* Political consultant with the Dewey Square Group, a D.C.-based Democrat consulting firm
* Worked for Jesse Jackson’s presidential campaigns and his Rainbow/PUSH Coalition
* Served a stint as Chief Operating Officer of the DNC
*Held various key positions in the Bill Clinton administration
* Served as an advisor to the presidential campaigns of Hillary Clinton & Barack Obama
* Admires the Communist revolutionary Angela Davis
* Strong supporter of Kamala Harris
* Embraces the tenets of Critical Race Theory
* Board member of the Black Lives Matter Global Network Foundation
Minyon Moore was born on May 16, 1958 in Chicago, Illinois. As a college student, she studied Sociology in night school at the University of Illinois Chicago while simultaneously working as an assistant to the Vice President of Advertising at Encyclopedia Britannica. Moore left the university in 1982 without having earned a degree.
After her time at the University of Illinois Chicago, Moore took a job with Jesse Jackson’s Chicago-based nonprofit, Operation PUSH (People United to Save Humanity), where she served as an assistant to a woman named Willie Barrow, an intersectionality activist who would later become a mentor to Barack Obama.
Moore was a youth organizer for Harold Washington’s 1983 mayoral campaign in Chicago. In subsequent years, she served as a volunteer and advisor to Jesse Jackson during his failed presidential campaigns in 1984 and 1988. After Jackson’s 1988 White House bid was shut down, Moore became a National Deputy Field Director for the campaign team of Democratic presidential nominee Michael Dukakis.
From the unsuccessful Jackson and Dukakis campaign teams of 1988, there emerged a politically powerful cohort of five black women, collectively self-described as the “Colored Girls”: Minyon Moore, Donna Brazile, Yolanda Caraway, Leah Daughtry, and Tina Flournoy. Each of these political operatives would go on to become influential figures in Democratic Party circles for decades to come. Although not officially considered a member of the group, Susan Rice worked alongside the “Colored Girls” during the Dukakis campaign and similarly went on to secure prominent roles in future Democratic administrations.
In 1993, Moore joined the DNC on a full-time basis and spent two years working extensively on voter initiative projects, including positions as Director of Public Liaison and Director of Constituency & Outreach. Before long, she was promoted to Deputy Chief of Staff and finally, in 1995, to Political Director of the DNC, becoming the first black person to hold that position.
After working for the victorious 1996 presidential campaign of Bill Clinton, Moore joined the Clinton White House in 1997 as the Deputy Director of Politics and as an Assistant to the Director of Public Liaison. By 1998, she had become the White House Director of Public Liaison, and from 1999 to 2001 she served as the White House Director of Political Affairs.
By the end of the Clinton presidency, Moore had gained considerable influence within the Democratic Party. As a White House senior official, she became a close confidant to both Bill and Hillary Clinton, as well as an ally to many of the administration’s power players.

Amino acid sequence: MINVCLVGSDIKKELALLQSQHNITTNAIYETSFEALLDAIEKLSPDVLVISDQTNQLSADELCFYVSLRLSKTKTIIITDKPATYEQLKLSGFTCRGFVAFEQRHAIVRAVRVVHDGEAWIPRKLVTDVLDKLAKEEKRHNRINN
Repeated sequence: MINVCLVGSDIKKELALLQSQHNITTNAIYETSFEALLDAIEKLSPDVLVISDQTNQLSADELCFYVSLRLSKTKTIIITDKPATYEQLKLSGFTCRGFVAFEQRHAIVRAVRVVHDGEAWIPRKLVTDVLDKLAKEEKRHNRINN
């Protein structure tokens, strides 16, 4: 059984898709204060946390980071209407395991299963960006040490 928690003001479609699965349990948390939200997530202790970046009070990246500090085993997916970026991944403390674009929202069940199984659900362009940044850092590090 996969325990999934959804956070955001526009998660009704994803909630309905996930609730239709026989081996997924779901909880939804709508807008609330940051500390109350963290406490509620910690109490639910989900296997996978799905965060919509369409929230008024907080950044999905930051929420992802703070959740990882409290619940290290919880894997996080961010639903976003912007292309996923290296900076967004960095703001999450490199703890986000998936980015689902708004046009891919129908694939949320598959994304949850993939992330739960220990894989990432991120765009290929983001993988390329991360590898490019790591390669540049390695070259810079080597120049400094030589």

Moore was a senior advisor to Hillary Clinton during the 2007-2008 Democratic presidential primaries. In particular, she counseled Mrs. Clinton – who was running a hotly contested campaign against then-rival Barack Obama — on how to effectively win the hearts and minds of black voters. In January 2008, Moore claimed that the former First Lady had a “track record” of supporting African Americans: “She has spent the majority of her life working for poor families, poor children, [and] fighting for the principles that Martin Luther King stood for.”
In 2012, Moore served as an informal advisor to mobilize black voters for President Obama’s re-election campaign.
In 2013, Moore helped former NBA executive and Hall of Fame player Isiah Thomas launch a talk show on the cable television network Cinemoi North America.
In 2013 and 2014, reports emerged that during Hillary Clinton’s 2008 presidential campaign, Moore had sought and secured more than $600,000 in illegal funds from Jeffrey E. Thompson — to pay for “street teams” that conducted secret “get-out-the-vote” efforts on Clinton’s behalf in four key primary states. These teams distributed political campaign materials which were illegally funded by money that was not reported to the federal government — a violation of U.S. election laws. Upon the story’s release, DSG — which had previously been paid $420,000 by the Clinton campaign for its consulting services — issued a statement asserting that Moore “was entirely unaware of any inappropriate activities” which may have been committed by her campaign team. In March 2014, The Washington Post noted that “pursuing charges against Moore could be difficult … because the five-year statute of limitations has expired.” In February 2016, The Washington Free Beacon reported: “Moore was not charged in the scheme, but court documents indicate that she helped find funding for the shadow campaign and provided organizers with internal information and official materials.”